The future energy model in our country is based, among others, on wind power. However, there is a debate over landscape living together with this clean kind of energy, mostly because of the great transformation of the landscape aerogenerators cause.
Aerogenerators usually are increasingly taller and tend to be situated on mountain crest lines or areas where wind is more constant and intense. Aerogenerators are grouped in wind farms, often close to a control building, an electrical transformation substation and a feeder line, artificially added to the landscape. The sea is also an optimal place for aerogenerators, thanks to the perseverance of the wind. The problem is that, more often than not, the areas with better wind conditions are also more visually exposed areas and with a highly symbolic meaning.
The presence of aerogenerators causes controversy. Some people find their slender shapes and their white colour quite pleasant; they see them as a symbol linked to sustainability. Others feel quite the opposite, because these clash with the traditional rural landscapes and distort the scenery. For these people, aerogenerators provoke more than just a visual impact; they provoke an impact on the nature of an area, which has more to do with identity, culture and feelings, which explain why a person feels a part of somewhere. This is something that should not be undervalued. Often, the opposition to these wind farms has been trivialised and the controversy has been considered a simple aesthetic debate, while the reasons for the rejection to these often poorly explained projects is more complex than that.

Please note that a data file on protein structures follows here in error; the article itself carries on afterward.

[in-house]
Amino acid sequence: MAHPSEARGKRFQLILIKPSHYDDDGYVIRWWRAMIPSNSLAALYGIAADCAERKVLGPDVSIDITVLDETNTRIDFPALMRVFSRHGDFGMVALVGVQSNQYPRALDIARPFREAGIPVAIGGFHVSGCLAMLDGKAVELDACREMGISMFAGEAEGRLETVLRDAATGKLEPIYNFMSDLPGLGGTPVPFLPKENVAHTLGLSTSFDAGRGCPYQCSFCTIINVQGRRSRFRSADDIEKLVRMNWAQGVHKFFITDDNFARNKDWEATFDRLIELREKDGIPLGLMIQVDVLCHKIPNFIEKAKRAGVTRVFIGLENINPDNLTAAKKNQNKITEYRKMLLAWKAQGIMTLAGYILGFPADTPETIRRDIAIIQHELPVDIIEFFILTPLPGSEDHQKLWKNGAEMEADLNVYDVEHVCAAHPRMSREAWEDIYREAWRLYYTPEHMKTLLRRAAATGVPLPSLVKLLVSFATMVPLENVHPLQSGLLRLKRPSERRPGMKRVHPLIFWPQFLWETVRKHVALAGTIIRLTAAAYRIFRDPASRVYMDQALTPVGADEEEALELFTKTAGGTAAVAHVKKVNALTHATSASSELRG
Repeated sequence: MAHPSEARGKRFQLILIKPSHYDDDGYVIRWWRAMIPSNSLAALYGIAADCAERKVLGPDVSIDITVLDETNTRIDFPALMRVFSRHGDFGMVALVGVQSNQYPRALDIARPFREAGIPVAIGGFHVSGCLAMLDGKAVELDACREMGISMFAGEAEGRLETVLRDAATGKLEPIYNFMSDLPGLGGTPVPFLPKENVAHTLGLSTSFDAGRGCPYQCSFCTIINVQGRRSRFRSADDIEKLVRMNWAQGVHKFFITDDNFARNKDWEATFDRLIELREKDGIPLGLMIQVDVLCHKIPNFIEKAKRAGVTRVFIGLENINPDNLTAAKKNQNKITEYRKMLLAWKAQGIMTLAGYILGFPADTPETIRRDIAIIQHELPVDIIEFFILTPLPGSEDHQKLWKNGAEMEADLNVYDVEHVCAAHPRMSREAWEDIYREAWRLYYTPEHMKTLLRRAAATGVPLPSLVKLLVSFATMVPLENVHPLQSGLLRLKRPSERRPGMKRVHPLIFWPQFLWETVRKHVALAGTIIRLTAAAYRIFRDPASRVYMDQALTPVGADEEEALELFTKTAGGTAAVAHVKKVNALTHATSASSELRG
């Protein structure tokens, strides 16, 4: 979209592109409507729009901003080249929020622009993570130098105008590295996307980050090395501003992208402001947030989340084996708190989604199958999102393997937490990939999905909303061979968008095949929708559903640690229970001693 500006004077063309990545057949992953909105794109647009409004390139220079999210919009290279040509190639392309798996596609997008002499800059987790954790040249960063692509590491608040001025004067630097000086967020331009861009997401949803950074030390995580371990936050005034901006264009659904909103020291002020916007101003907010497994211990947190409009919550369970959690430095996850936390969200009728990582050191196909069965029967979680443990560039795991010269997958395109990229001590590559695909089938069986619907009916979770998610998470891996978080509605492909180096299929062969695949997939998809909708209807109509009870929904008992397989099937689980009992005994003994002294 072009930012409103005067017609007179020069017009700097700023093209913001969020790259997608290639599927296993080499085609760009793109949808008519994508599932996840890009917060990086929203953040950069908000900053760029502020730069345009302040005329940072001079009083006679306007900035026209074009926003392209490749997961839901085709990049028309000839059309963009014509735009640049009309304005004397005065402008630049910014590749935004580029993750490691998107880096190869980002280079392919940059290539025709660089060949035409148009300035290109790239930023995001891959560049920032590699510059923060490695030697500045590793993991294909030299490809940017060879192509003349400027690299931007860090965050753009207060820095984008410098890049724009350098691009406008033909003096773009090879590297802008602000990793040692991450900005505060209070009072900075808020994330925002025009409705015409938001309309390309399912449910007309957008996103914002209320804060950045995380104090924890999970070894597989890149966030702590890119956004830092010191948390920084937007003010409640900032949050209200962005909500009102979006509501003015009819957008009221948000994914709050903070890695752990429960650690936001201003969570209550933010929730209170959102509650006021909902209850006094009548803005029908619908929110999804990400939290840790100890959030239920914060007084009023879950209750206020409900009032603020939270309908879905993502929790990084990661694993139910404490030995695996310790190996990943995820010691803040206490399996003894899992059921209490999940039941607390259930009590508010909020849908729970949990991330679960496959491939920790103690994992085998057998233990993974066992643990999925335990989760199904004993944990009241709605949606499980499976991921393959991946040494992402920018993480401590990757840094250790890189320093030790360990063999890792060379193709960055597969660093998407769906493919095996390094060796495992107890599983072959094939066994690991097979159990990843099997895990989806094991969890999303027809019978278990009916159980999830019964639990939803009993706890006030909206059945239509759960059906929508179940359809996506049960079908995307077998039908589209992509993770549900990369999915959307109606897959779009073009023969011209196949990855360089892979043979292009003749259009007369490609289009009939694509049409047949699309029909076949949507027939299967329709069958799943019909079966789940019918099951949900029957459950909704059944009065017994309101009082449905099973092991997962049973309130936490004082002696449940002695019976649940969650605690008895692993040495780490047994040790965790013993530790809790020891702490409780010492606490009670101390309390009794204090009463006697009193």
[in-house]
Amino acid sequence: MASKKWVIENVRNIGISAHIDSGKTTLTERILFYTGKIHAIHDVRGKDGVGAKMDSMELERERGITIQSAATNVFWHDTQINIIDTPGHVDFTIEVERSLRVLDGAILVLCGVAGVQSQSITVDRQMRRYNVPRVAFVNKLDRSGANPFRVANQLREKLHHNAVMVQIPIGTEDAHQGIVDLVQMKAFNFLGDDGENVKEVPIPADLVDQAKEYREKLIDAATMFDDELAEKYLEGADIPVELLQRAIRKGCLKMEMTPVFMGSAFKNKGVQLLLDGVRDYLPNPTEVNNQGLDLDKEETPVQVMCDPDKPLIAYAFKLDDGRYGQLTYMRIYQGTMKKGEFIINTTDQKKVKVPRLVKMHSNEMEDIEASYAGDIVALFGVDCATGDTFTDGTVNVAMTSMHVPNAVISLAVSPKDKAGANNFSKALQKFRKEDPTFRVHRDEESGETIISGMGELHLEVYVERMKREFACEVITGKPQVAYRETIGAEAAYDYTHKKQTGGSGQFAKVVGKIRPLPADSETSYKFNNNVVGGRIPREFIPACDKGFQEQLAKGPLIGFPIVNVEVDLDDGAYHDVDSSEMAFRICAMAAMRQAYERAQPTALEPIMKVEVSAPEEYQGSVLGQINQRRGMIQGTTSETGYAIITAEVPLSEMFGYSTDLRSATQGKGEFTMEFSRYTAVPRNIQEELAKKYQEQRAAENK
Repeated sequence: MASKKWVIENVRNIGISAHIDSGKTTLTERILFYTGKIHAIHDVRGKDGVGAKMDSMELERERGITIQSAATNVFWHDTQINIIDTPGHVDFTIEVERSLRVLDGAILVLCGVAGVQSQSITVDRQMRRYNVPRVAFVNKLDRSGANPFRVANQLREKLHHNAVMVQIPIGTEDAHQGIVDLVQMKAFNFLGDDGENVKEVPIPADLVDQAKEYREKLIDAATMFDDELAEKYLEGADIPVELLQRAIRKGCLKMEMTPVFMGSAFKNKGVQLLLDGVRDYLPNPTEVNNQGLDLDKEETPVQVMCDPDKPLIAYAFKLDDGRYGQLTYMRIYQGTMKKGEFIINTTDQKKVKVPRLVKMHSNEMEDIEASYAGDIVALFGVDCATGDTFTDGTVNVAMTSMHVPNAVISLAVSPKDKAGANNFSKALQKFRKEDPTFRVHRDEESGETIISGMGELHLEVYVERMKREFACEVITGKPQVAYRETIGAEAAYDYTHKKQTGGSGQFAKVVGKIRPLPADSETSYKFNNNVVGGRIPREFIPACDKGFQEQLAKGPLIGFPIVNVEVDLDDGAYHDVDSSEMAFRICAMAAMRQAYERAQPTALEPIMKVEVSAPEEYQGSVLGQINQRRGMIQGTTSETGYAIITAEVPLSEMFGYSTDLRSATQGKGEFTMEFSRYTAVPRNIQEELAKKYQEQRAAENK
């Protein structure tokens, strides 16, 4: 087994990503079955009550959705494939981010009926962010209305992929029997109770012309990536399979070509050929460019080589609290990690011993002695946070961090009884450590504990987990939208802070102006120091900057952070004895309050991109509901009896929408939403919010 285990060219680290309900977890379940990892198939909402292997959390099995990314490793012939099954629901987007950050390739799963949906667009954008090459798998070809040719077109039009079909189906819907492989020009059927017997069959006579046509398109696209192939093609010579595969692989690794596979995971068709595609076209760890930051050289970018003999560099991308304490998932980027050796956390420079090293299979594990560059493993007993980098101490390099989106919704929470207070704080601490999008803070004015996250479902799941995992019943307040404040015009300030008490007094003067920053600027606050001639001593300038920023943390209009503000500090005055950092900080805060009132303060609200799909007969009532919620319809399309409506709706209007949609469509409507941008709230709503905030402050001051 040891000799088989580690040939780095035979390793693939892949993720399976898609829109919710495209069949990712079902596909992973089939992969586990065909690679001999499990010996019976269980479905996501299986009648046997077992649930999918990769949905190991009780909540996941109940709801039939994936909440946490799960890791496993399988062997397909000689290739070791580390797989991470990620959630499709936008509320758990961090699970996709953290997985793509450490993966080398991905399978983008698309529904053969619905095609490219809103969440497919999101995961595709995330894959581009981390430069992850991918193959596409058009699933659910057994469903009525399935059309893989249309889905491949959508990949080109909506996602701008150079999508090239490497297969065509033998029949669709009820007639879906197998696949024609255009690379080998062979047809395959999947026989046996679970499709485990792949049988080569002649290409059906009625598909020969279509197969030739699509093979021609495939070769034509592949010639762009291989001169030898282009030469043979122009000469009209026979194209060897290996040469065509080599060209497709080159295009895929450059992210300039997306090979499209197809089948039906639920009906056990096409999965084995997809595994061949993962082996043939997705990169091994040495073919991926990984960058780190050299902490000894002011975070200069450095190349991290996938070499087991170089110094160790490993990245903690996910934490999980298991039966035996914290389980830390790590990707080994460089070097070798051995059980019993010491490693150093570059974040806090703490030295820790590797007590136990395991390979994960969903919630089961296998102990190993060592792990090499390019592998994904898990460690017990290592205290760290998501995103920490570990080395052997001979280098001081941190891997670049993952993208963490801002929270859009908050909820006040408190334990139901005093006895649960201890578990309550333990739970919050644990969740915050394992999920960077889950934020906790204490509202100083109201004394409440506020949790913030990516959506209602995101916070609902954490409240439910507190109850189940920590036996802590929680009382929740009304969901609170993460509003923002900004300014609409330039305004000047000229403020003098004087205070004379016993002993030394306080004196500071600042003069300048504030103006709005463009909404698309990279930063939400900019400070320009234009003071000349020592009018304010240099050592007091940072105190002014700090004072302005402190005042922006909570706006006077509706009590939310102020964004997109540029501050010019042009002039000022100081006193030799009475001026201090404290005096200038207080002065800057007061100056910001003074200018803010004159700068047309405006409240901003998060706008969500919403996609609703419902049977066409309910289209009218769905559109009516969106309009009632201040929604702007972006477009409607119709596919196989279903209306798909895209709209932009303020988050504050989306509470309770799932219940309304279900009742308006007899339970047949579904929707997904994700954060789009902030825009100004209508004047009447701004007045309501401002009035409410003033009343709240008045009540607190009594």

The governments in France, Scotland, and other places with a long tradition of the defence of the landscape, know quite well and have always understood that, for new wind farms to be accepted, aerogenerators can’t be erected as if one was sticking needles to a cushion, randomly, but they have to be combined with ecologic, historical, aesthetic and symbolic values of the landscape. That is why, long ago, these governments, together with wind power companies, trying to preserve the landscape, published handbooks providing guidance and examples for minimising the impact of aerogenerators on the landscape. Fortunately, nowadays we have enough knowledge, experience and technology, like landscape visibility analyses or 3D modelling, which allow us to objectively affirm that there are places where aerogenerators fit and others where they don’t. In relation to the land, it would be advisable to avoid their installation in emblematic areas or right in front of important monuments, to gather them together instead of scattering them, and taking into account structural elements like land lots, roads, or the skyline, among others. In relation to the sea, it would be advisable, for instance, to avoid popular coastal areas, to study the most harmonious geometry, and, when technological development allows it, erect them in the sea.
It is also true that we have not valued enough, and we should, the potential of these facilities to give more quality and identity to marginal areas, industrial estates and commercial areas with very little interest, or spaces between infrastructures, places where it is difficult to appreciate coherence or certain landscape values. Well located, aerogenerators can reverse the perception of these areas for the population, adding aesthetic and identity values or even become economy attractors.